Bangladesh v New Zealand, 2nd Test, Chittagong, 1st day

A record day for Fleming

Once, twice, three times a record-holder

New Zealand View by Andrew McLean

October 26, 2004

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Stephen Fleming: most caps, and most runs too © Getty Images

The scorecard shows that Stephen Fleming's unbeaten 137 has New Zealand well on the way to setting an imposing total after the first day of the second Test at Chittagong. What it doesn't tell you is three achievements by Fleming that are now part of New Zealand's nostalgia.

His 87th cap was the most won by a New Zealander in Test cricket. When he strode to the crease for the 150th time it was the greatest number of Test innings for New Zealand. And off the last ball of the 58th over Fleming lofted Mohammad Rafique over mid-off for four to move to 81 and surpass Martin Crowe's record aggregate of runs in Tests for New Zealand. No harm in doing it all at once.

Scott Styris threatened to share in the spoils, but while he lost the plot on 89, Fleming soldiered on in uncomfortably humid conditions to craft his eighth Test century. So in control was Fleming that his Test-bst of 274 not out looks easily gettable tomorrow - he's halfway there already.

It was a quality innings from a player who has taken his game to a new level in recent times: Fleming's six centuries in the last three years is a considerably better return than the two he managed in the previous eight.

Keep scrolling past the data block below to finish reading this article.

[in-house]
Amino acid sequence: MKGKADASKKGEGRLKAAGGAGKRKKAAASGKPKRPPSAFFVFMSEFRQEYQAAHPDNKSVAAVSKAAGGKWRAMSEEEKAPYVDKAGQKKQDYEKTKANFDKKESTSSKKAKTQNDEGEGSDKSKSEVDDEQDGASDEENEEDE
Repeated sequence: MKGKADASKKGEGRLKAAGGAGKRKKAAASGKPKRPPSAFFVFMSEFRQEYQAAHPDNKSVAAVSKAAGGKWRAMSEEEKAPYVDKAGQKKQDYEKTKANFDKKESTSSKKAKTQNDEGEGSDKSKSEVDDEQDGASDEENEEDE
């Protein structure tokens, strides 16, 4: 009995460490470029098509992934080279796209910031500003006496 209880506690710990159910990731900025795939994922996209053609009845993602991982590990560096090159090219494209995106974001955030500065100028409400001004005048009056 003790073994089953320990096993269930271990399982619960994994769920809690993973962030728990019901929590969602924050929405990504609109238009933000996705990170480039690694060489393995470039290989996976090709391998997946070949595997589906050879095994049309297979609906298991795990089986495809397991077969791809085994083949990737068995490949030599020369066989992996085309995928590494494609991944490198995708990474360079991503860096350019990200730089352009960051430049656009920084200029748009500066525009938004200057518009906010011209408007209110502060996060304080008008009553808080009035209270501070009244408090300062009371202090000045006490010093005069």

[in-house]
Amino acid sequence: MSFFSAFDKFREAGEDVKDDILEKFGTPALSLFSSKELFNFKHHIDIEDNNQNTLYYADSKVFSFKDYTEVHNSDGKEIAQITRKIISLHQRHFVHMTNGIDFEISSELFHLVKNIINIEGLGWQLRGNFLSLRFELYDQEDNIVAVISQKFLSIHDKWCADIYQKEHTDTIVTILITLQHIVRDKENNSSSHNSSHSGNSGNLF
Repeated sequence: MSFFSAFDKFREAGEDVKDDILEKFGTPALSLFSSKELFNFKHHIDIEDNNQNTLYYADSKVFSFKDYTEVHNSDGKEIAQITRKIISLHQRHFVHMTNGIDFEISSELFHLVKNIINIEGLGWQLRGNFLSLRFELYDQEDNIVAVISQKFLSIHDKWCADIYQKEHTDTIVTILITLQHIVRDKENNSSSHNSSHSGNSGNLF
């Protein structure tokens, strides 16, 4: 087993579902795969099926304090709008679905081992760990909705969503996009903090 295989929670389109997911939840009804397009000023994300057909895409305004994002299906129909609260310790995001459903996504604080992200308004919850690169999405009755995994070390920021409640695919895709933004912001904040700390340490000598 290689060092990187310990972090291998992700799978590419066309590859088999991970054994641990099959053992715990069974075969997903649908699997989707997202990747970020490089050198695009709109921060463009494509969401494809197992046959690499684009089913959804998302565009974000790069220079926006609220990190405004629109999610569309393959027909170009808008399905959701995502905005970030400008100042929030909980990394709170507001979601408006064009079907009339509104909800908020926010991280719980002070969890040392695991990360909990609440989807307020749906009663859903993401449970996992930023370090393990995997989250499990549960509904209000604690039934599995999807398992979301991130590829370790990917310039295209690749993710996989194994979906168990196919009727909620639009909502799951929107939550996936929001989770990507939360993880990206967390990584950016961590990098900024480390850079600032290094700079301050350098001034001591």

Too often in his early years Fleming's graceful strokes were cut short by an inexplicable dismissal. Today's innings was not his most attractive, but in the circumstances it was exactly what was required. While the opener Mark Richardson did not learn from the loose shot he played at Dhaka, Fleming did. There were no wild swings outside off, good balls were defended and the bad ones punished accordingly. From the start he looked assured and, throughout his chanceless innings, runs flowed with a nonchalant ease.

With his Test average now approaching 40, and having exceeded Crowe's career tally of 5444 Test runs, Fleming, at the age of 31, has the opportunity to go down as one of the game's greats. His new-found maturity and hunger for runs - not to mention his remarkable run without serious injury - are just a few factors in his favour.

Although the imbalance in Fleming's 50:100 ratio may remain a talking point - 35 fifties to go with those eight tons now - it is now of limited relevance. Since the tour of Australia in November 2001, Fleming has scored 1905 runs at an average of 45, with six hundreds and six half-centuries. This is not by chance, either. Recognising that he "didn't know how to score centuries", as he so aptly put it today, Fleming headed to Middlesex for the 2001 season. In averaging 55 in the County Championship, Fleming reached three figures on four occasions, and gave his game the fine-tuning it needed before he arrived in Brisbane for the first Test.

It was a successful mission, and one from which New Zealand cricket has benefited greatly after they thrust Fleming into international cricket at the age of 19. The irony at the present moment is that, owing to their international touring schedule, Fleming's Bangladeshi opponents will not get the same opportunity to develop their games. But at least they do have sympathy from a man who has experienced the same frustrations.

Andrew McLean is a presenter of The Cricket Club, New Zealand's only national radio cricket show (

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